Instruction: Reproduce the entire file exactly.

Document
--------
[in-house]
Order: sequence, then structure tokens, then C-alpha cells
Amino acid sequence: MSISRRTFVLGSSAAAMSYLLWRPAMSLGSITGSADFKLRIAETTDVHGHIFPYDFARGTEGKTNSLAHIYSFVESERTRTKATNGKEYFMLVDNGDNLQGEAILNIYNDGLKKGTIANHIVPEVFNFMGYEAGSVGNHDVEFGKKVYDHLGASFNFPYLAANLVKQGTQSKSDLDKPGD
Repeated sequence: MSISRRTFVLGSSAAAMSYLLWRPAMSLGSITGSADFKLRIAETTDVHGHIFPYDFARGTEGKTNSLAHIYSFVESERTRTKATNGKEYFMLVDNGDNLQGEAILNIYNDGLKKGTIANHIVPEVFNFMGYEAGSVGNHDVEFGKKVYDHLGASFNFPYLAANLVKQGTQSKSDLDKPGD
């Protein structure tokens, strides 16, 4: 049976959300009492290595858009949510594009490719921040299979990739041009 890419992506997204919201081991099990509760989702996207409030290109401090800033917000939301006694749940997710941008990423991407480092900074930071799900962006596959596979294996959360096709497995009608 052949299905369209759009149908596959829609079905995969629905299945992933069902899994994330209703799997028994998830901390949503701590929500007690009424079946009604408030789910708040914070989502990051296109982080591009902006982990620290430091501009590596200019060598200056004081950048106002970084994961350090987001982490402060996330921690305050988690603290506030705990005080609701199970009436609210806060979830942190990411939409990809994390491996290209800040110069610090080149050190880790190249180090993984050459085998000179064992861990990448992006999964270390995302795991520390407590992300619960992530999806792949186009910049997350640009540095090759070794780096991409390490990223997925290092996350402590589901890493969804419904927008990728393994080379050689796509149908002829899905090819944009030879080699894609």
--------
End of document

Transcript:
[in-house]
Order: sequence, then structure tokens, then C-alpha cells
Amino acid sequence: MSISRRTFVLGSSAAAMSYLLWRPAMSLGSITGSADFKLRIAETTDVHGHIFPYDFARGTEGKTNSLAHIYSFVESERTRTKATNGKEYFMLVDNGDNLQGEAILNIYNDGLKKGTIANHIVPEVFNFMGYEAGSVGNHDVEFGKKVYDHLGASFNFPYLAANLVKQGTQSKSDLDKPGD
Repeated sequence: MSISRRTFVLGSSAAAMSYLLWRPAMSLGSITGSADFKLRIAETTDVHGHIFPYDFARGTEGKTNSLAHIYSFVESERTRTKATNGKEYFMLVDNGDNLQGEAILNIYNDGLKKGTIANHIVPEVFNFMGYEAGSVGNHDVEFGKKVYDHLGASFNFPYLAANLVKQGTQSKSDLDKPGD
């Protein structure tokens, strides 16, 4: 049976959300009492290595858009949510594009490719921040299979990739041009 890419992506997204919201081991099990509760989702996207409030290109401090800033917000939301006694749940997710941008990423991407480092900074930071799900962006596959596979294996959360096709497995009608 052949299905369209759009149908596959829609079905995969629905299945992933069902899994994330209703799997028994998830901390949503701590929500007690009424079946009604408030789910708040914070989502990051296109982080591009902006982990620290430091501009590596200019060598200056004081950048106002970084994961350090987001982490402060996330921690305050988690603290506030705990005080609701199970009436609210806060979830942190990411939409990809994390491996290209800040110069610090080149050190880790190249180090993984050459085998000179064992861990990448992006999964270390995302795991520390407590992300619960992530999806792949186009910049997350640009540095090759070794780096991409390490990223997925290092996350402590589901890493969804419904927008990728393994080379050689796509149908002829899905090819944009030879080699894609």